This weekly segment by Democrats for Education Reform CT looks at the top education stories Democrats are watching, providing bite-sized analysis and links to recent articles. On the roster this week: CSCU Invests in Student Relief, New Resource for CT’s ‘Right to Read’ Implementation, and the Latest on Vax and Mask Mandates for Schools.
CSCU Uses Federal COVID Funds to Invest in Student Relief
Yesterday, Terrence Cheng, president of the Connecticut State Colleges and Universities (CSCU), announced that CSCU will spend about $58M in American Rescue Plan (ARP) funding on a Student Support Program. According to the CT Post, the program provides relief payments to students throughout the academic year in order to encourage their continued education. While this effort specifically targets community college students, the state universities have already paid out $27M to students and anticipate adding another $37M through a similar initiative this year. This latest news about the Student Support Program also follows an announcement from CSCU last month that it would forgive $17M of community college student debt for those who cannot pay because of the pandemic.
RESOURCE: Implementing CT Students’ New “Right to Read”
In June 2021, the Connecticut legislature passed the “Right to Read'' legislation through the budget implementer bill. It systematizes a statewide reading response—based on the Science of Reading—by requiring the state to oversee all state and local efforts related to literacy, including:
Setting reading curriculum requirements for districts,
Providing professional development,
Hiring external literacy coaches, and
Coordinating with teacher preparation programs.
A newly established Center for Literacy Research and Reading Success will be the hub of that work.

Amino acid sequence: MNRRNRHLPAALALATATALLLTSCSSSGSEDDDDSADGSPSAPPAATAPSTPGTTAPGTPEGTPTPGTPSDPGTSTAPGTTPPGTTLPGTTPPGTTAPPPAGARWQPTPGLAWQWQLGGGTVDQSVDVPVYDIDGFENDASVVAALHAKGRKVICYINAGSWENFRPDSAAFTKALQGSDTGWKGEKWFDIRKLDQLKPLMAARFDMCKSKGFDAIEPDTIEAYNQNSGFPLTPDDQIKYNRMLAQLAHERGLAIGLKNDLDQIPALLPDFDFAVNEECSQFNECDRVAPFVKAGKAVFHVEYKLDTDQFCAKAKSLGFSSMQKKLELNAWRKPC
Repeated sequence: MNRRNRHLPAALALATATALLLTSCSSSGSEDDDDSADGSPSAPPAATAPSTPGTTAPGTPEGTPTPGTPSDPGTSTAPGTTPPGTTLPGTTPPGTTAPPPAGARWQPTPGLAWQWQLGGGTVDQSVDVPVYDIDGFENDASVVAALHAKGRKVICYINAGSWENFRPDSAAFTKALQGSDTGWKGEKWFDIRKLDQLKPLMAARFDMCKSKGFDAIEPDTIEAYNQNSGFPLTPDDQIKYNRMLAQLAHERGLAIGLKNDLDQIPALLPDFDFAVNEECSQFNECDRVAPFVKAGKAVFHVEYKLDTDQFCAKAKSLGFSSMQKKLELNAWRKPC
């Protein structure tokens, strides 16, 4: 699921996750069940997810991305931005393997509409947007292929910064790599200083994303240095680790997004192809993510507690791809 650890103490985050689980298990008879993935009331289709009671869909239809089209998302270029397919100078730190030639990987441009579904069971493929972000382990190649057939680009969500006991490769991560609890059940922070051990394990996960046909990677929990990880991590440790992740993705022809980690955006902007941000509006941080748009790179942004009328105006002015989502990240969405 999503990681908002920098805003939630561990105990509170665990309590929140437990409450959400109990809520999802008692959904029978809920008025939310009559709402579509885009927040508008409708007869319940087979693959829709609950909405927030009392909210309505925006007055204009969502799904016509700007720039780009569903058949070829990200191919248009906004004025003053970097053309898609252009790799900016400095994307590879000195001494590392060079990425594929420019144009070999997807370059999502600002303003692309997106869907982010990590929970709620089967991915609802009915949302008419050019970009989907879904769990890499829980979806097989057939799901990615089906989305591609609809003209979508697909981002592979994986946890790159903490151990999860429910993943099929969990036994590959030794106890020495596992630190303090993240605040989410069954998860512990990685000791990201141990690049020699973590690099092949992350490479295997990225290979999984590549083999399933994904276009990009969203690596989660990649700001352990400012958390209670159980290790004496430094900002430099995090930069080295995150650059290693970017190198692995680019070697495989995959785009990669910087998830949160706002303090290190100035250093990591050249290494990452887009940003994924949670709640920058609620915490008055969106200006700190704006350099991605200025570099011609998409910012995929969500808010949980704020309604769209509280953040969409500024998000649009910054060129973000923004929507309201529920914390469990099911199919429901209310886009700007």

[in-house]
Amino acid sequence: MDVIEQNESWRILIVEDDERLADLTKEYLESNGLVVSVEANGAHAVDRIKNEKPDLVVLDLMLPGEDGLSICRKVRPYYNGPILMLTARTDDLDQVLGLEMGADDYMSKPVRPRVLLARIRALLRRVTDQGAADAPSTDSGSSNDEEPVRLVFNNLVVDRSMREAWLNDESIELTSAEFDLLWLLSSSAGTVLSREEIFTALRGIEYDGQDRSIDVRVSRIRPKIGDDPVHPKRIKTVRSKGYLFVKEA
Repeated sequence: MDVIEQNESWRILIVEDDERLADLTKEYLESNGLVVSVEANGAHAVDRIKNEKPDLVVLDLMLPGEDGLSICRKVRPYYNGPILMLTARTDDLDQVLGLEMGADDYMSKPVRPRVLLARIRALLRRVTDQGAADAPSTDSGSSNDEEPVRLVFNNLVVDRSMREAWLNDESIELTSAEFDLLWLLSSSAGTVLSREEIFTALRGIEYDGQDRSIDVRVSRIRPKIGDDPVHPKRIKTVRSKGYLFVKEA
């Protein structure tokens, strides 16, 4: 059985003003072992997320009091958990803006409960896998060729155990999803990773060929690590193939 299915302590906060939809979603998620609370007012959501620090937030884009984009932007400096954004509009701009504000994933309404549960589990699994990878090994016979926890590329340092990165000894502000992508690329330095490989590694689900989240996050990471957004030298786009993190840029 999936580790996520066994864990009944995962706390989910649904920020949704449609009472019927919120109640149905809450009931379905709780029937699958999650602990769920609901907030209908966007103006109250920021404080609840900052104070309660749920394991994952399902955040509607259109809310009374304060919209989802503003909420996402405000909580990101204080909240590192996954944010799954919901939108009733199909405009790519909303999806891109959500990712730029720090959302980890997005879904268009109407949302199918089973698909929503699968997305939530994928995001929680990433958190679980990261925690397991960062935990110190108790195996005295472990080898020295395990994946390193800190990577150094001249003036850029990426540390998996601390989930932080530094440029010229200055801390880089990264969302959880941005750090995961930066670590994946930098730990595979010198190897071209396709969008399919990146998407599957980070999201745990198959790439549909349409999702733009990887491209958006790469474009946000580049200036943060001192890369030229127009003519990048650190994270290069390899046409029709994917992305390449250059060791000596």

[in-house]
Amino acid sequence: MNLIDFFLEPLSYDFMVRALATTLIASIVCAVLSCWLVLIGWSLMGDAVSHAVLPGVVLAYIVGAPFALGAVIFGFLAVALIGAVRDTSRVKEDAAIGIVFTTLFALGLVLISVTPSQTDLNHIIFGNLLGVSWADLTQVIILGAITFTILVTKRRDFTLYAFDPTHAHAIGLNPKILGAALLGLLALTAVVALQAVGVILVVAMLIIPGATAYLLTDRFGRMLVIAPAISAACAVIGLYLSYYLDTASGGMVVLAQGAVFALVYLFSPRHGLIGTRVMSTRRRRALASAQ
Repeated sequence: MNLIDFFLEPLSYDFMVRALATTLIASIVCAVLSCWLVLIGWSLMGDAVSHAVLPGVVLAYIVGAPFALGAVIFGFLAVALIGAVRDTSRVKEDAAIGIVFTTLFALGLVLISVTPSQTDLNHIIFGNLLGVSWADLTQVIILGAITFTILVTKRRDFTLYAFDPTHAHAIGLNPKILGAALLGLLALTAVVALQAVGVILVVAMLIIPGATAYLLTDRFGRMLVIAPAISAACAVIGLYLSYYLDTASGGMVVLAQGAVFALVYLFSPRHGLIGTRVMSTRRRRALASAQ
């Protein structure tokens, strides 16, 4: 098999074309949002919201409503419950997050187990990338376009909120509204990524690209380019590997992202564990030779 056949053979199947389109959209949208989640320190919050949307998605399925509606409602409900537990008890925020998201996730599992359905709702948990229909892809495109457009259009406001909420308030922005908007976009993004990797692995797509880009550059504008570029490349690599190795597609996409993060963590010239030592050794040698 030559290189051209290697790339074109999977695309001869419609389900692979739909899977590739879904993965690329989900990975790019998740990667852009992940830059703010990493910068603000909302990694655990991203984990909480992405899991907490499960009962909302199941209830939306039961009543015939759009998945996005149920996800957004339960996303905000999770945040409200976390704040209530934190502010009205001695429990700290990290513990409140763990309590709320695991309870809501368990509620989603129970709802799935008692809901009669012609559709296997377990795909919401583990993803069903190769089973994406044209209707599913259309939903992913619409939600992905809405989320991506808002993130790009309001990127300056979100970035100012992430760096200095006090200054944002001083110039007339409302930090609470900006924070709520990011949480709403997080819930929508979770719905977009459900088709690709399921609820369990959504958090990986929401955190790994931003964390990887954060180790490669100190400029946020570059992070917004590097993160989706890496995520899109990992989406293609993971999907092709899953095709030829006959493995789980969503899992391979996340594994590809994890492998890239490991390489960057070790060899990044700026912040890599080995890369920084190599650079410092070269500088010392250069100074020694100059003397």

Now that the legislation has passed, what happens next? This new document from the Right to Read CT Coalition outlines some of the state’s new requirements, followed by a timeline of key action steps.
Vax and Mask Mandates for Teachers and Students?
The nation is contending with an increase in COVID infections and hospitalizations, and leaders across the country are weighing the place for masks and vaccines in schools. Last week, the head of the American Academy of Pediatrics penned a letter to the Food and Drug Administration (FDA), asking the FDA to move more quickly on approving a vaccine for children under 12. But, as NY Times columnist Michelle Goldberg observed on Monday, institutional incentives favor extreme caution on the part of the FDA—which won't be blamed for the pandemic, but will be blamed if there are any side effects to the vaccine.
Nevertheless, many key figures have lately begun to speak up about the need for masks in schools and vaccinations among educators. The US Department of Education’s newly released "Return to School Roadmap" encourages vaccination for school staff and students who are 12 and older, as well as mitigation strategies like masking and distancing in school. Ignoring this advice, Republican Governors Ron DeSantis (Florida) and Greg Abbott (Texas) each banned mask mandates last week—but US Education Secretary Miguel Cardona has responded, "Our kids have suffered enough. Let's do what we know works."
And on the topic of educator vaccinations, DFER National President Shavar Jeffries released a statement last week, pointing to a national imperative to get students safely back to in-person learning this fall. Indeed, AFT President Randi Weingarten is herself newly backing COVID vaccine mandates for teachers, announcing on Sunday that she supports the effort "as a matter of personal conscience." Dr. Anthony Fauci also weighed in yesterday, opining that vaccines for teachers should be mandatory. We agree: Educators have a responsibility to get themselves vaccinated for the health of their students and for the sake of minimizing disruptions to their learning.